20 © Copyright by 3NF Consulting, Inc. All Rights Reserved Address PID, FirstName, LastName, StreetAddress, Zip ZipCode Zip, City, State One-to-many relationships Zip Test the validity of the relationship by applying the common sense test: Many street addresses have the same one zip code, while there is one zip code for many street addresses. If it sounds right, and rings true, then you probably have the relationship correct. Remember: be attentive to the relationships, and be reasonable by judging their correctness. 1M

21 © Copyright by 3NF Consulting, Inc. All Rights Reserved Address PID, FirstName, LastName, StreetAddress, Zip ZipCode Zip, City, State One-to-many relationships Zip Many street addresses have the same one zip code, while there is one zip code for many street addresses. The common sense test illustrates two important points: - relationships are between tables as a whole, not their individual rows - relationships are reflective; they always work both ways The second point is worth exploring. A one-to-many relationship must, by definition, also be a many-to-one relationship. This works in exactly the same way as familial relationships: if Karen is my mother then I am by definition her son. I cannot be her son without her being my mother. 1M

22 © Copyright by 3NF Consulting, Inc. All Rights Reserved Address PID, FirstName, LastName, StreetAddress, Zip ZipCode Zip, City, State The right query Zip Now that we are aware of the relationship between these tables, we can write an appropriate query when asked to derive information from them. An appropriate query will use the foreign key relationships. To add city and state information to the addresses: Select * From Address, ZipCode Where Address.Zip = ZipCode.Zip 1M

23 © Copyright by 3NF Consulting, Inc. All Rights Reserved The right query Select * From Address, ZipCode Where Address.Zip = ZipCode.Zip PIDFirstNameLastNameStreetAddressZip_AZip_BCityState 007JamesBond180 Treaty Road12508 BeaconNY 002BillFairbanks10 Kirkbride Ave HillsdaleNJ 006AlexTrevelyan2476 Bolsover St GreensboroNC 008LeePfeiffer149 Juniper Way12508 BeaconNY 005DaveWorral52 Simon Block94118 San FranciscoCA This query correctly correlates city and state sets to the people and addresses based on the zip code. The foreign key relationship, intentionally put forth by the database designer, and intentionally used by the database user, ends up generating meaningful results: data given context.

24 © Copyright by 3NF Consulting, Inc. All Rights Reserved A wrong query Select * From Address, ZipCode Where Address.LastName = ZipCode.City PIDFirstNameLastNameStreetAddressZip_AZip_BCityState 002BillFairbanks10 Kirkbride Ave FairbanksAK This query incorrectly correlates a city and state to a person based on an unintentional relationship imposed on the database by the query writer. This happens when the query writer is not attentive to the intentional relationships among the tables in the database. Its easy to see that the results here are not very informative. The data is not in the correct context. There is no information!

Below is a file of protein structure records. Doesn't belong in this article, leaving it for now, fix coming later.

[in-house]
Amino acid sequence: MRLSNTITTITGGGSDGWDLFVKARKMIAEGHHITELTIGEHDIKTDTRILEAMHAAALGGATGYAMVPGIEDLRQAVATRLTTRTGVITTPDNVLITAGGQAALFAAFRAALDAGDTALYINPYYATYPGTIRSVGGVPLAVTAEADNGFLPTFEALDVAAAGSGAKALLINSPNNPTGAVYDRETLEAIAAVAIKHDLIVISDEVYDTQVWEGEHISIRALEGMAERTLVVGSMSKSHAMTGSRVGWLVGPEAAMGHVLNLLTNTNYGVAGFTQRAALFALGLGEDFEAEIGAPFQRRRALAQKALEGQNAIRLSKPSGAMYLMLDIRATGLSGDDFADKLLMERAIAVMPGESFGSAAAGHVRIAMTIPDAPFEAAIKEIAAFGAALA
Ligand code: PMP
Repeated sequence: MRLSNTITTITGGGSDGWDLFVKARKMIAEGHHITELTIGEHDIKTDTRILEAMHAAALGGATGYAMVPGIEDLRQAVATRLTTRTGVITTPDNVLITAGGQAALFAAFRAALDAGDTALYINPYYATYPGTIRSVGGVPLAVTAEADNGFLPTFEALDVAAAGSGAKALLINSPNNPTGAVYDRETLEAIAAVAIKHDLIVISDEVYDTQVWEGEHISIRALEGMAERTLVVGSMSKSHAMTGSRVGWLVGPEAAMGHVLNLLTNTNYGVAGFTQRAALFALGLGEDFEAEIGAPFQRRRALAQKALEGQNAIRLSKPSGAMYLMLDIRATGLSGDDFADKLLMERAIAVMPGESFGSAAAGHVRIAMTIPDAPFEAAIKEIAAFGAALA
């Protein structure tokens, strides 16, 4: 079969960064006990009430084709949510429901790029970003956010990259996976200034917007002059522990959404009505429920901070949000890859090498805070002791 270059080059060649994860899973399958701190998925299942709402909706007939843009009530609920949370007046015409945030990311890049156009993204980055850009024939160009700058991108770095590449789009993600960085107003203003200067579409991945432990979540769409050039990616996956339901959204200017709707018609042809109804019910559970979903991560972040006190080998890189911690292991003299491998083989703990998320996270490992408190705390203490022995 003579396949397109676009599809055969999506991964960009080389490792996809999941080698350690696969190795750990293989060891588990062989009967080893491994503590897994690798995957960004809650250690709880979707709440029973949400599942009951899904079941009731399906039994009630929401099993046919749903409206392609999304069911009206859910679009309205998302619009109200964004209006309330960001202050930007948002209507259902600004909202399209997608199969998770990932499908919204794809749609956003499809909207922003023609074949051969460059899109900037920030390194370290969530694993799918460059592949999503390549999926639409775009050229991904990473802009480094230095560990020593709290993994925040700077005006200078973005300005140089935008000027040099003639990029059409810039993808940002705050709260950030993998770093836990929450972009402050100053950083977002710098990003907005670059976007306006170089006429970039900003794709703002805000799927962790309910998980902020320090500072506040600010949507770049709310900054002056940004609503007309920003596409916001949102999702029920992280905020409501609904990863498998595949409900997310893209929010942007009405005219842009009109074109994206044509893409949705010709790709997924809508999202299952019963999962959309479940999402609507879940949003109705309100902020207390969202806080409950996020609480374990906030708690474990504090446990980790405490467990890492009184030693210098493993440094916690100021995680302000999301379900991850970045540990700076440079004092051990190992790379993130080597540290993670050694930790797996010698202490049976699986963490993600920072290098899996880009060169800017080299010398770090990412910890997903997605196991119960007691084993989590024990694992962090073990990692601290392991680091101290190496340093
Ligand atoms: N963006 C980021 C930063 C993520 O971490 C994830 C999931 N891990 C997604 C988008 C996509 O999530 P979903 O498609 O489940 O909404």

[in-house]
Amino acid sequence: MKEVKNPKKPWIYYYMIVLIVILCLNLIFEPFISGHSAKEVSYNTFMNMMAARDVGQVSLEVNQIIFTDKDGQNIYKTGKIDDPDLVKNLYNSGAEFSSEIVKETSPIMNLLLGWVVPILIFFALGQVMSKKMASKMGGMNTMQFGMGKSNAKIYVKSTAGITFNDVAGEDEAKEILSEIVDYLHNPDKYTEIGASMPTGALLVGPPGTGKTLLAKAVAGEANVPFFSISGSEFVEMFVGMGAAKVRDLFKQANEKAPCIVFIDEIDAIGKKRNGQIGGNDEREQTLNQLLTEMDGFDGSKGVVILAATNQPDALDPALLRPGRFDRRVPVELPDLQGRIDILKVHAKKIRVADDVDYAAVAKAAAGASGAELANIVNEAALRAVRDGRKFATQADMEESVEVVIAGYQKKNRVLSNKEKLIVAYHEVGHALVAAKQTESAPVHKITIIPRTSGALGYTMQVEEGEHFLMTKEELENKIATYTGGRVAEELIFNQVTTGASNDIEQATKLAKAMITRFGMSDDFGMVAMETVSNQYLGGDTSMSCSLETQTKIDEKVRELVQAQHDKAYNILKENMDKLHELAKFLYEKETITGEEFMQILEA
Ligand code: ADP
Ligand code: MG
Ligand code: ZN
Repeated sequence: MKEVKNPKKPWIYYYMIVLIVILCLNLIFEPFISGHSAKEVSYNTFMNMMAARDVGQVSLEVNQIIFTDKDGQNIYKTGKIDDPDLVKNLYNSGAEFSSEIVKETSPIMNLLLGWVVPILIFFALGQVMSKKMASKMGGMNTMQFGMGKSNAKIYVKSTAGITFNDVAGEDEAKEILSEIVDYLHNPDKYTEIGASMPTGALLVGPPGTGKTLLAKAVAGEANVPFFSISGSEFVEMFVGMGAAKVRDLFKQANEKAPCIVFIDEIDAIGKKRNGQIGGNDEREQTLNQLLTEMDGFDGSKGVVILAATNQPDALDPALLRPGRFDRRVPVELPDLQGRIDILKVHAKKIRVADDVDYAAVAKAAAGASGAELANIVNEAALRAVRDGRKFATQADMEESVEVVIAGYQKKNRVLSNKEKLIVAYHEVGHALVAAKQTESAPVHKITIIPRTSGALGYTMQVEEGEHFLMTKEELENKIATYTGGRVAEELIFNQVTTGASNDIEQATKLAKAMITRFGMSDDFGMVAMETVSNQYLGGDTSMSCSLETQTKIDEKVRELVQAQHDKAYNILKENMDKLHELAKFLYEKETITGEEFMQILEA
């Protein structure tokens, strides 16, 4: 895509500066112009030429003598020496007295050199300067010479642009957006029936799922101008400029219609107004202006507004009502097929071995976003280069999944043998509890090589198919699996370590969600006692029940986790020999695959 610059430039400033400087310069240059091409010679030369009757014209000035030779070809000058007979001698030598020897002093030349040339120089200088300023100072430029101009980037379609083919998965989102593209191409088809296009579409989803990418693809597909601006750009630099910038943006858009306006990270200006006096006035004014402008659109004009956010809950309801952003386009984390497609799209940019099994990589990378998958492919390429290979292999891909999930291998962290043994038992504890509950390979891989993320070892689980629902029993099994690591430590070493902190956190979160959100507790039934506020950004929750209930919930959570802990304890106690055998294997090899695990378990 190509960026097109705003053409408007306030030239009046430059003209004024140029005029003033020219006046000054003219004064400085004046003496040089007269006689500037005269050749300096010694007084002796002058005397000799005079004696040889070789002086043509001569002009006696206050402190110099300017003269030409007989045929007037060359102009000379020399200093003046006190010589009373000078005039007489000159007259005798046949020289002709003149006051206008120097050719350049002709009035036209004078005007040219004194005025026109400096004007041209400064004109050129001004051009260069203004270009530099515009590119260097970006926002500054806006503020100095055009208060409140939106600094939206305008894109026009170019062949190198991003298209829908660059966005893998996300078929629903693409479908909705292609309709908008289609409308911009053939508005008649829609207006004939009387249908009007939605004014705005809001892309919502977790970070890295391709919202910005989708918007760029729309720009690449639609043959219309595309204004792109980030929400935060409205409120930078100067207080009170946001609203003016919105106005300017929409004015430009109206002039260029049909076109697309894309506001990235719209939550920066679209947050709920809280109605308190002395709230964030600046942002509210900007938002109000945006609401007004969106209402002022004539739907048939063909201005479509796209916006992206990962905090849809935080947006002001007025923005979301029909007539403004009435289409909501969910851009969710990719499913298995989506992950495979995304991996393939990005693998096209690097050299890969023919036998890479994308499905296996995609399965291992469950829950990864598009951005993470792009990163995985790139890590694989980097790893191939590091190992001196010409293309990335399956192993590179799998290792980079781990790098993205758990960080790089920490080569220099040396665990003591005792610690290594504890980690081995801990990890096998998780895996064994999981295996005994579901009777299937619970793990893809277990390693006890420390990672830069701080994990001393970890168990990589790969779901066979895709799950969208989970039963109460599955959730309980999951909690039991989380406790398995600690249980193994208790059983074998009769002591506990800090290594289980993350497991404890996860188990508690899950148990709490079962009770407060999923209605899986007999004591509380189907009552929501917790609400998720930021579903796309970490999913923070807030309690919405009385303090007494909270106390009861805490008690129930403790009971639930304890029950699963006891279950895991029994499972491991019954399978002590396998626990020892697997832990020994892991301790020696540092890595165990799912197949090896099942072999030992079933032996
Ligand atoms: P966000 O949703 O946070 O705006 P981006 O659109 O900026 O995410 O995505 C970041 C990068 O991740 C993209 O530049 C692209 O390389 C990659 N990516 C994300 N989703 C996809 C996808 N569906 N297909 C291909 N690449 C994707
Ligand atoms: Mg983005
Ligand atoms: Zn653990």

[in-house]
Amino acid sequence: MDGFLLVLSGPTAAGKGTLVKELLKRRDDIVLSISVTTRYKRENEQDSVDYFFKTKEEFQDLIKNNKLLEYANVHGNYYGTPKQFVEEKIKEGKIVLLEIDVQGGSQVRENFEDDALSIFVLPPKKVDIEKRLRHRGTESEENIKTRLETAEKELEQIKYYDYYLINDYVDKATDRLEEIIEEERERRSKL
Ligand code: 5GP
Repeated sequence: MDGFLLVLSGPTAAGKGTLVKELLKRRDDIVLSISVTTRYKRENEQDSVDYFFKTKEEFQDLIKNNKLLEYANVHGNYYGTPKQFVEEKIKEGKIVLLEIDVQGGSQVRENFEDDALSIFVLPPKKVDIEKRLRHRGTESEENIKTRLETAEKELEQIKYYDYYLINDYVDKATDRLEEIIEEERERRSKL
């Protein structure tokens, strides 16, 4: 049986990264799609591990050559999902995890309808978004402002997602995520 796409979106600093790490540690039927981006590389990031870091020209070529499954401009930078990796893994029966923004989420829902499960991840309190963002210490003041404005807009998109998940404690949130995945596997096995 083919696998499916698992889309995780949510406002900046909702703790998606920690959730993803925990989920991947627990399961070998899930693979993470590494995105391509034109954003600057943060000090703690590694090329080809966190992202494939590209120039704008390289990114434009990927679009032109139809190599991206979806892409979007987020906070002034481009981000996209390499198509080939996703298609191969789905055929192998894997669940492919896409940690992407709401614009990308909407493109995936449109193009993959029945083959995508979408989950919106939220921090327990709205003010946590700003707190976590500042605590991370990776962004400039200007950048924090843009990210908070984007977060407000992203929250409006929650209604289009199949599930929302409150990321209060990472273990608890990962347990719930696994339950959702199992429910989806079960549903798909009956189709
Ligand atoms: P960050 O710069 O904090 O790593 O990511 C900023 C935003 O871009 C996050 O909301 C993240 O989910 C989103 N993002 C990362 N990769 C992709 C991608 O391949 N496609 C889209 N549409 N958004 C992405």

25 © Copyright by 3NF Consulting, Inc. All Rights Reserved Conclusions Data is dangerous. What we really want is information. Information is data given context. Context comes from relationships between tables. Foreign key constraints implement relationships between tables. E-R diagrams further document these intentional relationships. Relationships are 1-1, 1-M, or M-1. They are always reflective: 1-M is also M-1 in the other direction. Use the common sense test to evaluate the validity of your relationships. As a database designer be Attentiveto the relationships you are trying to model. be Intelligentabout understanding the relationships and how to best model them. be Reasonablewhen judging your design for accuracy and completeness be Responsibleabout implementing and documenting your intended relationships As a database user be Attentiveto the intended relationships among the tables be Intelligentabout understanding the relationships and how to best use them be Reasonablewhen judging the quality and accuracy of your queries be Responsiblefor using the intentional relationships to write queries that result in information

26 © Copyright by 3NF Consulting, Inc. All Rights Reserved About the Author Alan G. Labouseur With more than a decade of IT consulting experience, Mr. Labouseur has worked in more than 10 industries on over 35 projects in broad range of capacities. From hands-on database and software development to training and support, from networking to strategy and project management, he has done it all. Mr. Labouseur has Bachelor's and Master's degrees in Computer Science and teaches database systems analysis and design for several universities. In addition to his lengthy experience with a wide variety of database products, Mr. Labouseurs specialty is data modeling and database design. He continues to consult on both large-scale and small-scale projects in the areas of data architecture, object-oriented programming, messaging, n-tier architecture, Web-server integration, workflow and data warehousing. Contact Alan by at Alan teaching in 2001